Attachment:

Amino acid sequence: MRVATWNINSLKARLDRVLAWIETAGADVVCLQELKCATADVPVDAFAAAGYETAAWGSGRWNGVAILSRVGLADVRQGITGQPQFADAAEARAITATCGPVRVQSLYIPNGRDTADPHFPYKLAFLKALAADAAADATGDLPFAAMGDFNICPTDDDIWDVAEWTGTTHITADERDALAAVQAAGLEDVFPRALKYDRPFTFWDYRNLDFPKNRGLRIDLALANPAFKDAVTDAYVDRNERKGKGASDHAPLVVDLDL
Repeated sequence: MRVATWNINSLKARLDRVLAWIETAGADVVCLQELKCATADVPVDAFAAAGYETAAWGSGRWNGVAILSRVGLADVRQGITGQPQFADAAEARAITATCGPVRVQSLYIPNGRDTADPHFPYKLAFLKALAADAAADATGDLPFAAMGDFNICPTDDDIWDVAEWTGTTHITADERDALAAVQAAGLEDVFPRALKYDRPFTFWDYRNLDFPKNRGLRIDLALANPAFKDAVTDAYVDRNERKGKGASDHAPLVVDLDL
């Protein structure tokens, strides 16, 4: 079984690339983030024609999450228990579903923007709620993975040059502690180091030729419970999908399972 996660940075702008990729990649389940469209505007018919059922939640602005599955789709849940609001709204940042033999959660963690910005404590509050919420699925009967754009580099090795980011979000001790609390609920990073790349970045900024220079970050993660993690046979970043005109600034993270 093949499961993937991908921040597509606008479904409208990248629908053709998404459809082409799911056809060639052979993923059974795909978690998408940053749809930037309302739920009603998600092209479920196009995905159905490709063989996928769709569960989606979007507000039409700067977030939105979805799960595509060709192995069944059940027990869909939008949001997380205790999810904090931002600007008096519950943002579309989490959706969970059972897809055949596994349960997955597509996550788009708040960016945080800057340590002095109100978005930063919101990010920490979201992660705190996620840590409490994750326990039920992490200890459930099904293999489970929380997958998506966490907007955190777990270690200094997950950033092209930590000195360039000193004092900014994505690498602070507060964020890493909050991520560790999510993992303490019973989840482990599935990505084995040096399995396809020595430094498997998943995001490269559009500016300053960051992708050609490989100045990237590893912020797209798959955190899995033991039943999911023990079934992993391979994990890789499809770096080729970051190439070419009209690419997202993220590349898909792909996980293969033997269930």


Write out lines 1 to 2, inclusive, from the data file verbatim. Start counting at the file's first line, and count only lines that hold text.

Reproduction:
Amino acid sequence: MRVATWNINSLKARLDRVLAWIETAGADVVCLQELKCATADVPVDAFAAAGYETAAWGSGRWNGVAILSRVGLADVRQGITGQPQFADAAEARAITATCGPVRVQSLYIPNGRDTADPHFPYKLAFLKALAADAAADATGDLPFAAMGDFNICPTDDDIWDVAEWTGTTHITADERDALAAVQAAGLEDVFPRALKYDRPFTFWDYRNLDFPKNRGLRIDLALANPAFKDAVTDAYVDRNERKGKGASDHAPLVVDLDL
Repeated sequence: MRVATWNINSLKARLDRVLAWIETAGADVVCLQELKCATADVPVDAFAAAGYETAAWGSGRWNGVAILSRVGLADVRQGITGQPQFADAAEARAITATCGPVRVQSLYIPNGRDTADPHFPYKLAFLKALAADAAADATGDLPFAAMGDFNICPTDDDIWDVAEWTGTTHITADERDALAAVQAAGLEDVFPRALKYDRPFTFWDYRNLDFPKNRGLRIDLALANPAFKDAVTDAYVDRNERKGKGASDHAPLVVDLDL